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23 October 2017

New Teaching Approach Developed at King's Proven to Increase Interest in Science

Researchers from the Enterprising Science project, based at the School of Education, Communication & Society, shared their findings at the National STEM Learning Centre in York.

The desk of a science teacher covered with material for experiments
The desk of a science teacher covered with material for experiments

A new teaching approach, four years in development and trialling, was launched earlier this month at the National STEM Learning Centre, York. The approach offers new hope to the long-standing, intractable problem of how to better engage more young people, from more diverse backgrounds, with science.

The approach is part of the Enterprising Science project based at the School of Education, Communication & Society at King's College London, and co-designed by teachers and researchers from King’s College London and University College London. 

Deputy Director of the project, Dr. Heather King, King's College London, said: “Our findings show that students and teachers benefited from the approach. In particular it improved students’ understanding of science concepts and content, as they found science more relevant to their lives.” 

As one boy put it, “Yeah, I feel like we get a better understanding because we can relate to what [the teacher]’s teaching us”. Another agreed “I think it’s quite cool, because you think: ‘Oh yeah, that’s related to my everyday life’ and you’re, like, ‘I’ll remember that now’”. As another put it: “It brings everyone together. Everyone has something to say, instead of it just being one or two people that know the answer”.   Some classes also recorded marked gains in attainment.

“The approach is about broadening what counts as teaching and learning science," added Professor Louise Archer, UCL Institute of Education.

"It comprises three main pillars: the first, personalising and localising, goes beyond contextualising science, to help students find personal meaning and connection with science. The second pillar involves eliciting and valuing students’ experiences, identities and interests in class, linking these to the science content. The third pillar seeks to build the different dimensions of science capital – for instance, a teacher might regularly highlight how what the class are learning can be useful for any career, not just science jobs.”

The project builds on the team’s prior research in which they developed the concept of science capital -  the science-related resources that someone possesses, such as their science-related attitudes and dispositions, knowledge, interests, behaviours and social contacts. This previous work found that the more science capital a student has, the more likely they are to see themselves as a science person and aspire to continue with post-16 science.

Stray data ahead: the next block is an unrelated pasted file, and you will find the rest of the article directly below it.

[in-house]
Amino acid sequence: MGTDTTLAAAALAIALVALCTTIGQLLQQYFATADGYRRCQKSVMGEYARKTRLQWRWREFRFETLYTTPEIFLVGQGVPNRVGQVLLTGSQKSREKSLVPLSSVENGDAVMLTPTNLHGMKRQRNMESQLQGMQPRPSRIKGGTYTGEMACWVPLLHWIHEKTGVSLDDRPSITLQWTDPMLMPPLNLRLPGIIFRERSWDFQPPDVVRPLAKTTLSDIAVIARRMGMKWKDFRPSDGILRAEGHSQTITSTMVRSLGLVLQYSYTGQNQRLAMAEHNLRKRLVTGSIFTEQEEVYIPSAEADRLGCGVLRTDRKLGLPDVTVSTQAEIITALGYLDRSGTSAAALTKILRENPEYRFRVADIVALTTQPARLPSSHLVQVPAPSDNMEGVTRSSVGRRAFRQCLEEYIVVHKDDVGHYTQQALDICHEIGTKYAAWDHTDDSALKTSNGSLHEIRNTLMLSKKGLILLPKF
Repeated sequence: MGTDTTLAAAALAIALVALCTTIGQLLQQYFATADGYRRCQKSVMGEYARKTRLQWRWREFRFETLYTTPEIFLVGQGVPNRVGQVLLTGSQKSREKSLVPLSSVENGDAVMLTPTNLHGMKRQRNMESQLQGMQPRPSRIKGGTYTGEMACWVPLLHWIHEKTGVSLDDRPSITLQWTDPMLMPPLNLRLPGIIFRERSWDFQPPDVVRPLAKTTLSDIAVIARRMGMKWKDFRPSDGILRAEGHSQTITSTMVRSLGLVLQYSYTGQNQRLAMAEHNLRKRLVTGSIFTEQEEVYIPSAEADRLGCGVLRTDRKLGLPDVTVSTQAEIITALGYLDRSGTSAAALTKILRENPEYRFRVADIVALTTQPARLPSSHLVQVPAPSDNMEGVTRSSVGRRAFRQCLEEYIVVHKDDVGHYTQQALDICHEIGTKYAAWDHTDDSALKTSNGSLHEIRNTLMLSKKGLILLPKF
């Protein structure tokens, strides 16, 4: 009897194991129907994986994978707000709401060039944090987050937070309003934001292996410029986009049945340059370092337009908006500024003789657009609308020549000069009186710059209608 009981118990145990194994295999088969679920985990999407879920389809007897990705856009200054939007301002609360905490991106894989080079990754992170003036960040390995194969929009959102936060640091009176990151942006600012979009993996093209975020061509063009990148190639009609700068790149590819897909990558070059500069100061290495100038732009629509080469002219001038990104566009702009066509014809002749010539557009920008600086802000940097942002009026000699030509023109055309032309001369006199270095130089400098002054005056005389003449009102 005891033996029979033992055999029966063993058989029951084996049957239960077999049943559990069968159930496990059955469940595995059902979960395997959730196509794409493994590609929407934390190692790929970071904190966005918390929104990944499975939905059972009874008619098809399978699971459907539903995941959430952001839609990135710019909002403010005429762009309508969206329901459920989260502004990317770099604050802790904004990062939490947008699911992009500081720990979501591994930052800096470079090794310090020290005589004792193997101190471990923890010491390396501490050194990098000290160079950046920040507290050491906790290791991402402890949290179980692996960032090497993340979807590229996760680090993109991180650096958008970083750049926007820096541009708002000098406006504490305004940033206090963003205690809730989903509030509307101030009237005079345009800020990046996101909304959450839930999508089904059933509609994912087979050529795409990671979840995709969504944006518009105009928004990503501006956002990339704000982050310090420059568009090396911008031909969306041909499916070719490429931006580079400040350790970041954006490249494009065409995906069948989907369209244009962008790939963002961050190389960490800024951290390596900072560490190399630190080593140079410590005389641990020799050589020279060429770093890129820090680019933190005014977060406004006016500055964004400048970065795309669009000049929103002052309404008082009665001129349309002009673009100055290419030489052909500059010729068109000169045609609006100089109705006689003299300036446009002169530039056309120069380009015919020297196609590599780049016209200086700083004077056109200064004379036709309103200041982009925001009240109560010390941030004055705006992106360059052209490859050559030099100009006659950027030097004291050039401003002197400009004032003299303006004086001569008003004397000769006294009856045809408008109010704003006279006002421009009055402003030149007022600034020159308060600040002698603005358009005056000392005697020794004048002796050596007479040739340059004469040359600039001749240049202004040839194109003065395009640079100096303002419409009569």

Focusing on schools with high proportions of students from socially disadvantaged communities, the Enterprising Science project team for worked over four years with 43 secondary science teachers in schools in London, Newcastle, York and Leeds. Data from the 2016/17 academic year were collected via pre/post surveys with 244 intervention students and surveys with 1,871 students who were not taking part in the study, including those from the same schools as the intervention students and a carefully selected set of comparison schools. The research also collected extensive data from classroom observations, discussion groups and interviews with students and staff.

The research found that:

  • Intervention school students began the trial with significantly lower levels of science capital than both the national average and comparison students. But by the end of the year, intervention students had closed the gap with comparison schools and recorded a statistically significant increase in their science capital.
  • Students who were taught using the approach expressed much more positive views of science and its relevance to their lives in their post-test surveys
  • There was an increase in the percentage of students saying they would like to study one or more science subjects at A level, from 16% (pre-intervention) to 21.4% (post-intervention)
  • Students reported increased regular engagement with science outside school– and decreased percentages of students who ‘never’ do science activities outside of school – particularly in relation to going online to look up things about science and talking with others about science.

Teachers also agreed that using the approach increased student engagement with science, led to better understanding and improved behaviour. As one teacher explained: “What I’ve noticed is when I use the approach, I can see it in their meerkats, they pop up and you can see the engagement”. Another reflected: “More students get more work done and there’s less disruption. There’s more interest”. 

In this story

Heather King

Professor in Science Education